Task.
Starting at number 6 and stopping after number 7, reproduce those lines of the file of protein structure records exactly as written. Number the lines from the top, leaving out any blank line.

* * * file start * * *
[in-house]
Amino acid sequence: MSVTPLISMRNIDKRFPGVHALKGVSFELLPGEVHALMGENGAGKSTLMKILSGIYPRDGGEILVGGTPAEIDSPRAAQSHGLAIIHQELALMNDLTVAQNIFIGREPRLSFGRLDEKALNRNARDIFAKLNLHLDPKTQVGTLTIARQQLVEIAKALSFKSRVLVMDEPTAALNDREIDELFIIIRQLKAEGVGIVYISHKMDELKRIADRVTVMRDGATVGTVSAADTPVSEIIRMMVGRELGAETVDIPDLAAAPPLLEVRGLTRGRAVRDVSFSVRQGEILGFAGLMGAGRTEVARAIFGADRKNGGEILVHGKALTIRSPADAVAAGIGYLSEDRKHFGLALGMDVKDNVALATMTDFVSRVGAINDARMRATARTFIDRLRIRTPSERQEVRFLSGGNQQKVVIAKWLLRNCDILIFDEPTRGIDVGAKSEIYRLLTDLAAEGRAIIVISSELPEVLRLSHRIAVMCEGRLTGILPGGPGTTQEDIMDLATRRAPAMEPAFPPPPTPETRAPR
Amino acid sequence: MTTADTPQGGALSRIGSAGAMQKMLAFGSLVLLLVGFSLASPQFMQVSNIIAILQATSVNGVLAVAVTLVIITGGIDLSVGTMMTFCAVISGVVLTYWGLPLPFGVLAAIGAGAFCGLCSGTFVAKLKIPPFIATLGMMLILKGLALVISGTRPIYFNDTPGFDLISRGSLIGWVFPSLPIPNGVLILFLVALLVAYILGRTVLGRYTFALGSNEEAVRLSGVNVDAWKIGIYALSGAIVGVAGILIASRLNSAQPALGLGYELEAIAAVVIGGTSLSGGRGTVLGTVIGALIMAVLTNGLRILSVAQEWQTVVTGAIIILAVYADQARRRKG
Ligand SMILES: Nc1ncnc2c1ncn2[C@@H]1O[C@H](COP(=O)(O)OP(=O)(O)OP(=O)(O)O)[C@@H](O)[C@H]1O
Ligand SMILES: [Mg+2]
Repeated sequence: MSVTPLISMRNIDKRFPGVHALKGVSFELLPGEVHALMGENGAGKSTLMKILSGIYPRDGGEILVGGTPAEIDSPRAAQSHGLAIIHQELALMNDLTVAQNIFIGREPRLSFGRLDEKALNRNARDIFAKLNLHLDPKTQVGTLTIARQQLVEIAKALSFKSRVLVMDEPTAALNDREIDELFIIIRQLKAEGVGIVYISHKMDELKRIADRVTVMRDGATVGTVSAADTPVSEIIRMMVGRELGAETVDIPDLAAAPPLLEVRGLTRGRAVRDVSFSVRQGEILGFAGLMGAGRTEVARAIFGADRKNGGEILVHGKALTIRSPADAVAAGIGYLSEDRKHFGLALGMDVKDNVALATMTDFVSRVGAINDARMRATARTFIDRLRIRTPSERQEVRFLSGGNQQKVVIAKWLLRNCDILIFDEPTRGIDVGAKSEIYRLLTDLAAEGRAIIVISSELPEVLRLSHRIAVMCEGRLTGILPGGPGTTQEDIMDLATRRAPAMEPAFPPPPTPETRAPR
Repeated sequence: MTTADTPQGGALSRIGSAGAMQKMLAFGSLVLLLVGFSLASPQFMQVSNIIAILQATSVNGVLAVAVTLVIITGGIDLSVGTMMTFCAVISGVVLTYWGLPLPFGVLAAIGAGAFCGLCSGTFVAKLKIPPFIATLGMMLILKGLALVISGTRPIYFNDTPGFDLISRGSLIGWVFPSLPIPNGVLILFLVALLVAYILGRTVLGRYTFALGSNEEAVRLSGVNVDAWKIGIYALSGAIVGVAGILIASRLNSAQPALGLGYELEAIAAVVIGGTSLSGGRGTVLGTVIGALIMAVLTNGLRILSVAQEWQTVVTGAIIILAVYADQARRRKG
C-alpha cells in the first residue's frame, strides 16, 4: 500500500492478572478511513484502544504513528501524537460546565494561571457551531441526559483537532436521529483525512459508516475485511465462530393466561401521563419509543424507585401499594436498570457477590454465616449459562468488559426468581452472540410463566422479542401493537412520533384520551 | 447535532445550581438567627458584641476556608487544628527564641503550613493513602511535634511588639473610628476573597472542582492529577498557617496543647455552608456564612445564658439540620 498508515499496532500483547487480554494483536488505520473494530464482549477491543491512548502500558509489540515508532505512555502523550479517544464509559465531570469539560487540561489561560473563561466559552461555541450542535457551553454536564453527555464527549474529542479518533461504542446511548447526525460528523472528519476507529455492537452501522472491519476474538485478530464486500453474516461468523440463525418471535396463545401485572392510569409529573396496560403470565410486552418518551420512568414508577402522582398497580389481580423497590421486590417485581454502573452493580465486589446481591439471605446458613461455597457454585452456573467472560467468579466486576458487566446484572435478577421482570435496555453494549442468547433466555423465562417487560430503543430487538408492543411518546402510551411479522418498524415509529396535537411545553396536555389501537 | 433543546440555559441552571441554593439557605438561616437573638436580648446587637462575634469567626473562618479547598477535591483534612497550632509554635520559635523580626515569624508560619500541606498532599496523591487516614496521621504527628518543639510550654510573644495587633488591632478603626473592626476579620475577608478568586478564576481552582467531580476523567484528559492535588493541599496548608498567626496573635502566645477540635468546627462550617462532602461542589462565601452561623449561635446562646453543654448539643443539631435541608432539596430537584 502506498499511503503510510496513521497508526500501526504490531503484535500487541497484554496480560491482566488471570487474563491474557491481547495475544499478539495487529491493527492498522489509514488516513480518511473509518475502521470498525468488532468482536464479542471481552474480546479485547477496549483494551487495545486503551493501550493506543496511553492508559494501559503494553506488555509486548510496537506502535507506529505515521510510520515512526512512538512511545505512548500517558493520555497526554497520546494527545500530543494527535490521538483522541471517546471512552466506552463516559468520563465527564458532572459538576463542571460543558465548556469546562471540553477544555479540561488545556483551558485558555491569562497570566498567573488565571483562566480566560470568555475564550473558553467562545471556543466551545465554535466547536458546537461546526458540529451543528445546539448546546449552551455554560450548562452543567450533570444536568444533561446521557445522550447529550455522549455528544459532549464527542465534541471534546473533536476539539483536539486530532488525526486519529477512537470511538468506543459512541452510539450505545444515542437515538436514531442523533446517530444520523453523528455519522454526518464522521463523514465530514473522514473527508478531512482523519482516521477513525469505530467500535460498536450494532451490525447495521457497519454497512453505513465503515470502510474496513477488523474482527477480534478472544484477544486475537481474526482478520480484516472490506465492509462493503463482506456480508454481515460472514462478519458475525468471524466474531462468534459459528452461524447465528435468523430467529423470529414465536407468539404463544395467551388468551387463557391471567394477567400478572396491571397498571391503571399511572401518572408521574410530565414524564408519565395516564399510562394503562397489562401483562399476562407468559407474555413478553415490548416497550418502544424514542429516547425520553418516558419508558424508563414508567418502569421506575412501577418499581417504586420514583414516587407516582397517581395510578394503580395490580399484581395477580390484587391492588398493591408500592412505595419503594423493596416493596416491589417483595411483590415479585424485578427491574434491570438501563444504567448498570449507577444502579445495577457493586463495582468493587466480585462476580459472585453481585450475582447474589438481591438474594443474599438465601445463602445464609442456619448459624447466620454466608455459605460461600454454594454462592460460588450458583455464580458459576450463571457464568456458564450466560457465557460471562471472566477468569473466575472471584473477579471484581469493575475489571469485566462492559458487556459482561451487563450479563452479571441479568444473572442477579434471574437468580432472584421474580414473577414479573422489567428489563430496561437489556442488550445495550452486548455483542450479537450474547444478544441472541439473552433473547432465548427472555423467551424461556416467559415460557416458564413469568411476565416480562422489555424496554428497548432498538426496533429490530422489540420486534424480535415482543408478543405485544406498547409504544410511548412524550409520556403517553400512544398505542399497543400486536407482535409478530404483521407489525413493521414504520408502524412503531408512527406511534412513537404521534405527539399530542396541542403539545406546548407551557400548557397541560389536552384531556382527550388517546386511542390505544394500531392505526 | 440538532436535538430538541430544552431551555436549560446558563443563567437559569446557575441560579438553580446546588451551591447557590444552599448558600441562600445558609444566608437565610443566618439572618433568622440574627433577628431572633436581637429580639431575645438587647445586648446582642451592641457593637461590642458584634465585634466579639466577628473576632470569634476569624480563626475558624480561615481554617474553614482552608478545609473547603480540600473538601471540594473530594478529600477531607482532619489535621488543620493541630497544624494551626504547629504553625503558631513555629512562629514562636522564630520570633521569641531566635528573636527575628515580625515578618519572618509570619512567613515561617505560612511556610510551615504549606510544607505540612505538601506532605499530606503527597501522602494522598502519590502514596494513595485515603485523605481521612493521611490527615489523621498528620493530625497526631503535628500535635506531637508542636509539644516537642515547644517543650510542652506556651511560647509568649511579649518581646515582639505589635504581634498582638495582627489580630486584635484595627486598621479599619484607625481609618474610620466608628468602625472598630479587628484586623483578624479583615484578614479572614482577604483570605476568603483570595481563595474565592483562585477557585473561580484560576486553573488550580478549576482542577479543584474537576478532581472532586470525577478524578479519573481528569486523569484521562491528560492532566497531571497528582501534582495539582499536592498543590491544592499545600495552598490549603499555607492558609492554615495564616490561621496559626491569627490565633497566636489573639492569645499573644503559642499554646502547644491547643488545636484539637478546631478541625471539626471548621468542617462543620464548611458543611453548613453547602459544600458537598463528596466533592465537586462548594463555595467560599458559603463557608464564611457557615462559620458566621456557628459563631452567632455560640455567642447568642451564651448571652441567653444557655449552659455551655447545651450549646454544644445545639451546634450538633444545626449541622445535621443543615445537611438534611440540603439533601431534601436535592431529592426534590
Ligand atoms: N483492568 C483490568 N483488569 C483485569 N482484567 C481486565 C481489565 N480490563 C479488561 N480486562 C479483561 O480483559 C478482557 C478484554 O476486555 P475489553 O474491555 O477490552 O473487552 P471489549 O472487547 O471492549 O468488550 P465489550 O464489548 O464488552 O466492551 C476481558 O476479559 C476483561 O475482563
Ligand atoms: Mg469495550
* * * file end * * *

Repeated sequence: MSVTPLISMRNIDKRFPGVHALKGVSFELLPGEVHALMGENGAGKSTLMKILSGIYPRDGGEILVGGTPAEIDSPRAAQSHGLAIIHQELALMNDLTVAQNIFIGREPRLSFGRLDEKALNRNARDIFAKLNLHLDPKTQVGTLTIARQQLVEIAKALSFKSRVLVMDEPTAALNDREIDELFIIIRQLKAEGVGIVYISHKMDELKRIADRVTVMRDGATVGTVSAADTPVSEIIRMMVGRELGAETVDIPDLAAAPPLLEVRGLTRGRAVRDVSFSVRQGEILGFAGLMGAGRTEVARAIFGADRKNGGEILVHGKALTIRSPADAVAAGIGYLSEDRKHFGLALGMDVKDNVALATMTDFVSRVGAINDARMRATARTFIDRLRIRTPSERQEVRFLSGGNQQKVVIAKWLLRNCDILIFDEPTRGIDVGAKSEIYRLLTDLAAEGRAIIVISSELPEVLRLSHRIAVMCEGRLTGILPGGPGTTQEDIMDLATRRAPAMEPAFPPPPTPETRAPR
Repeated sequence: MTTADTPQGGALSRIGSAGAMQKMLAFGSLVLLLVGFSLASPQFMQVSNIIAILQATSVNGVLAVAVTLVIITGGIDLSVGTMMTFCAVISGVVLTYWGLPLPFGVLAAIGAGAFCGLCSGTFVAKLKIPPFIATLGMMLILKGLALVISGTRPIYFNDTPGFDLISRGSLIGWVFPSLPIPNGVLILFLVALLVAYILGRTVLGRYTFALGSNEEAVRLSGVNVDAWKIGIYALSGAIVGVAGILIASRLNSAQPALGLGYELEAIAAVVIGGTSLSGGRGTVLGTVIGALIMAVLTNGLRILSVAQEWQTVVTGAIIILAVYADQARRRKG